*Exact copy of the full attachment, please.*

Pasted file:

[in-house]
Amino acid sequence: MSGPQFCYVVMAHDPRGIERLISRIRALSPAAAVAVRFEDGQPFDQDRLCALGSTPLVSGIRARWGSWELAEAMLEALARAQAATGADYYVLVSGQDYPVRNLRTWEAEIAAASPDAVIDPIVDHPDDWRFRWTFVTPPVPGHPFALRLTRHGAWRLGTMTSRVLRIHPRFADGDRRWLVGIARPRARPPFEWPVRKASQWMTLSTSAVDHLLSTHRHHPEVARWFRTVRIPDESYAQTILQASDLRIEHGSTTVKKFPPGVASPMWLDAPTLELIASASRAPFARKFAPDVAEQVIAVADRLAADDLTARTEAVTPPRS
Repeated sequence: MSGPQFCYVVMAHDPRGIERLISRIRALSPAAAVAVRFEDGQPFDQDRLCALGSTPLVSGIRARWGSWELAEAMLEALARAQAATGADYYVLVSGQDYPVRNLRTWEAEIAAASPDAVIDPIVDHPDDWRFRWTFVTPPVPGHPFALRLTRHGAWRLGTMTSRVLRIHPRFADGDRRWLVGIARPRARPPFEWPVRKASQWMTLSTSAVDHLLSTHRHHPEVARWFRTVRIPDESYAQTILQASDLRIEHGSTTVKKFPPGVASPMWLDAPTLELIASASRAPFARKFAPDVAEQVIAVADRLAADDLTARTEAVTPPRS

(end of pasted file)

[in-house]
Amino acid sequence: MSGPQFCYVVMAHDPRGIERLISRIRALSPAAAVAVRFEDGQPFDQDRLCALGSTPLVSGIRARWGSWELAEAMLEALARAQAATGADYYVLVSGQDYPVRNLRTWEAEIAAASPDAVIDPIVDHPDDWRFRWTFVTPPVPGHPFALRLTRHGAWRLGTMTSRVLRIHPRFADGDRRWLVGIARPRARPPFEWPVRKASQWMTLSTSAVDHLLSTHRHHPEVARWFRTVRIPDESYAQTILQASDLRIEHGSTTVKKFPPGVASPMWLDAPTLELIASASRAPFARKFAPDVAEQVIAVADRLAADDLTARTEAVTPPRS
Repeated sequence: MSGPQFCYVVMAHDPRGIERLISRIRALSPAAAVAVRFEDGQPFDQDRLCALGSTPLVSGIRARWGSWELAEAMLEALARAQAATGADYYVLVSGQDYPVRNLRTWEAEIAAASPDAVIDPIVDHPDDWRFRWTFVTPPVPGHPFALRLTRHGAWRLGTMTSRVLRIHPRFADGDRRWLVGIARPRARPPFEWPVRKASQWMTLSTSAVDHLLSTHRHHPEVARWFRTVRIPDESYAQTILQASDLRIEHGSTTVKKFPPGVASPMWLDAPTLELIASASRAPFARKFAPDVAEQVIAVADRLAADDLTARTEAVTPPRS